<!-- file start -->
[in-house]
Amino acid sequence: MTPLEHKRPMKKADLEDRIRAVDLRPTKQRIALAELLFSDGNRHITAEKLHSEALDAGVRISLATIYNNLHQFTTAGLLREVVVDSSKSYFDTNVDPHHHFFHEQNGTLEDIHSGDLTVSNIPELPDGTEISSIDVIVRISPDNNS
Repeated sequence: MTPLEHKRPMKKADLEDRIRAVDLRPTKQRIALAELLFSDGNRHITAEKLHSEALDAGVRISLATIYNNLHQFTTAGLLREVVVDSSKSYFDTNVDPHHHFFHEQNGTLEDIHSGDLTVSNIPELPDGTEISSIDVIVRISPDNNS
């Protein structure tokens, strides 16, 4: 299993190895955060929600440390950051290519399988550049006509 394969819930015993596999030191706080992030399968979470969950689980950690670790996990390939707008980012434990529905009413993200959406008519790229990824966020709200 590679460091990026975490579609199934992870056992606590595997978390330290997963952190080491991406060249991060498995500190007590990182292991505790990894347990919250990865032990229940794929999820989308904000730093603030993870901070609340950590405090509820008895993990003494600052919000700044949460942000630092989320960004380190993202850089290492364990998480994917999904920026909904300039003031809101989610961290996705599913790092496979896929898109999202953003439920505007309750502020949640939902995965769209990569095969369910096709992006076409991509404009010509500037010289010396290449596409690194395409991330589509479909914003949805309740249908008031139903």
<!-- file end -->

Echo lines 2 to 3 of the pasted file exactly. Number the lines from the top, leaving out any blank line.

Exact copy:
Amino acid sequence: MTPLEHKRPMKKADLEDRIRAVDLRPTKQRIALAELLFSDGNRHITAEKLHSEALDAGVRISLATIYNNLHQFTTAGLLREVVVDSSKSYFDTNVDPHHHFFHEQNGTLEDIHSGDLTVSNIPELPDGTEISSIDVIVRISPDNNS
Repeated sequence: MTPLEHKRPMKKADLEDRIRAVDLRPTKQRIALAELLFSDGNRHITAEKLHSEALDAGVRISLATIYNNLHQFTTAGLLREVVVDSSKSYFDTNVDPHHHFFHEQNGTLEDIHSGDLTVSNIPELPDGTEISSIDVIVRISPDNNS